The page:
Locally, seven Australian banks and credit unions are using the platform and Weir expects that number will double in the coming months. But still, the size of the market in Australia is limited.
“In Australia there are about 80 authorised deposit-taking institutions — that’s a fancy name for banks and credit unions — and in the US there’s close to 14,000,” Weir said. “It’s just a massive market.”
Moroku began its foray into the US almost 12 months ago and hasn’t yet signed its first client. But Weir, who has been selling internet banking software since 1998, is confident “a healthy pipeline” will pay dividends soon.
The US sales conversations begin with Moroku’s performance in the Australian market.
“You cannot enter the US market as an international company without having proven that you can sell in your domestic market. It’s almost impossible. It’s the first question people ask you when you go into an international market: ‘have you been able to sell this in your own home?’ If you can’t answer that with a yes, people won’t even talk to you,” Weir said.
Weir says being an Australian fintech also has its advantages in the US, thanks to our reputation as a test market for digital technologies.
“America is some way behind Australia in terms of its digital readiness. You can see that largely by how commonplace cheques are in America versus how regularly they are used in Australia,” Weir said.
“Australia’s financial services innovation is world-leading. What that means for us is when we test here and we can prove we can sell and win the area you’ve got to be amongst the most innovative companies, not only here in Australia, but therefore in the world.”
Inlogik, an Australian company which builds software for financial institutions that digitises the manual processes involved in expense management and corporate credit card management, is also hoping to make inroads with US banks.
More than 500 Australian companies that use Inlogik’s system for expense management and the company has a well-established office in the UK. Founded in 1993, it was acquired by the current owners in 2004 and opened an office in New York 2½ years ago, to establish operations in the world’s largest market for corporate credit cards.
Despite going in with their eyes open, Richard Eskell, CEO of Inlogik describes entering the US as a much tougher task than he had anticipated. Specifically, slower and more expensive.
“Members of the board have had experience in the US before, so we went in with our eyes wide open and we weren’t expecting immediate results. That said, it has been harder to get into the US market than I had anticipated. I was always expecting it to be tough but it has been harder than I thought,” Eskell told Which-50.
Eskell puts the challenges down to the high level of bureaucracy which varies state-by-state.
“They are actually 50 different states, with different laws, different tax regimes. The actual bureaucracy in the US is extraordinarily high compared to Australia or the UK.”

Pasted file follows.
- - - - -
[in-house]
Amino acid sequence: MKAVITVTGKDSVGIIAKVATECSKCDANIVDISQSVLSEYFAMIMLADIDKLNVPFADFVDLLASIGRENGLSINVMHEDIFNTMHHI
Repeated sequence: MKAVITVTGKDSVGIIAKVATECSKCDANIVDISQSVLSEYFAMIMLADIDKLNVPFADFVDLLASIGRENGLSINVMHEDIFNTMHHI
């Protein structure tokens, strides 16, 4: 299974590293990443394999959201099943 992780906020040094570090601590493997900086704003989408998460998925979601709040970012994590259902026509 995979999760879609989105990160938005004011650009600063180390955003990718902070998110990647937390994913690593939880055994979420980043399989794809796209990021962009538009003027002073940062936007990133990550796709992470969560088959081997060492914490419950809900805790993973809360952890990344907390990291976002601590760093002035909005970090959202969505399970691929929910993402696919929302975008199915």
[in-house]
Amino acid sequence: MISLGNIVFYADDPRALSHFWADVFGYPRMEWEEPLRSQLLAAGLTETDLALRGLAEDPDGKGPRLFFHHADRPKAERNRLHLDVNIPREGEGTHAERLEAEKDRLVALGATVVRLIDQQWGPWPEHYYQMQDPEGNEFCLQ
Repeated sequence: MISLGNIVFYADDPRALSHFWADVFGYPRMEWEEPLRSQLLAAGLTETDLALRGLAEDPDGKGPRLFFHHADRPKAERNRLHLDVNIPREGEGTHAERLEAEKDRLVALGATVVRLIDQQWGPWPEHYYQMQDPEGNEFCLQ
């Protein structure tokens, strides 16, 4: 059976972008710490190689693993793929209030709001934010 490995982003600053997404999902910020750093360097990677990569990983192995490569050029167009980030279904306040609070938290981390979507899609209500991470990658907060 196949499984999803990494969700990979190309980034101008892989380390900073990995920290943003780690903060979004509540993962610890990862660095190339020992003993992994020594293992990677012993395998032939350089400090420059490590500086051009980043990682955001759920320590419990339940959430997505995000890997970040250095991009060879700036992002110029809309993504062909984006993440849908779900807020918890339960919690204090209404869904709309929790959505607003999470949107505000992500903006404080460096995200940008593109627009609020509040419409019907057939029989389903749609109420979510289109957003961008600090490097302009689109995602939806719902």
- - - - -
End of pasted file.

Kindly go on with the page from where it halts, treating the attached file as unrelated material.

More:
“For any smaller business that is heading there, be prepared, funded and organised.”
Eskell said entering the US required a long-term view. Inlogik originally planned to spend three years establishing the US venture, but Eskell says it will take closer to four years to get the US operations to where they want them.
“It’s a big investment. If you think you can do it in a year, you’re kidding yourself,” Eskell said.
Despite the challenges, “the prize at the end of the day is huge,” he says.
“The opportunities are huge, when we get ourselves up and running it will be a very profitable place for us,” Eskell said.
Australia as a test market
Trena Blair is the founder of FD Global Connections, a company established in 2014 which helps Australian businesses enter the US market. She says the size of the market presents a big opportunity.
“It’s an enormous opportunity but Australian companies need to ensure they’ve got their strategy right before they launch there to ensure they are spending their time and their capital on a successful market entry to the US,” Blair told Which-50.
The biggest misconception Australian companies have about the US is believing it is one market, Blair said. “In fact, it is actually 50 markets.”
“Every state in the US is different when it comes to regulatory and tax structures and that’s not well understood. That causes Australian companies to spend considerable capital on trying to get into the entire market when they really don’t understand is what they should be doing is really targeting one market initially, or one state initially, and then scaling up from there.”
Success in the Australian market is also viewed favorably in the US, Blair said.
“What I have been told through my contacts in the US — both east coast and west coast — is another reason they really enjoy working with Australian clients and getting to know their businesses is because Australia is seen as a great test market.”
“If you’ve got a solution that is well received here, you’re earning revenue, it’s really seen as a great test market before companies go into the US.”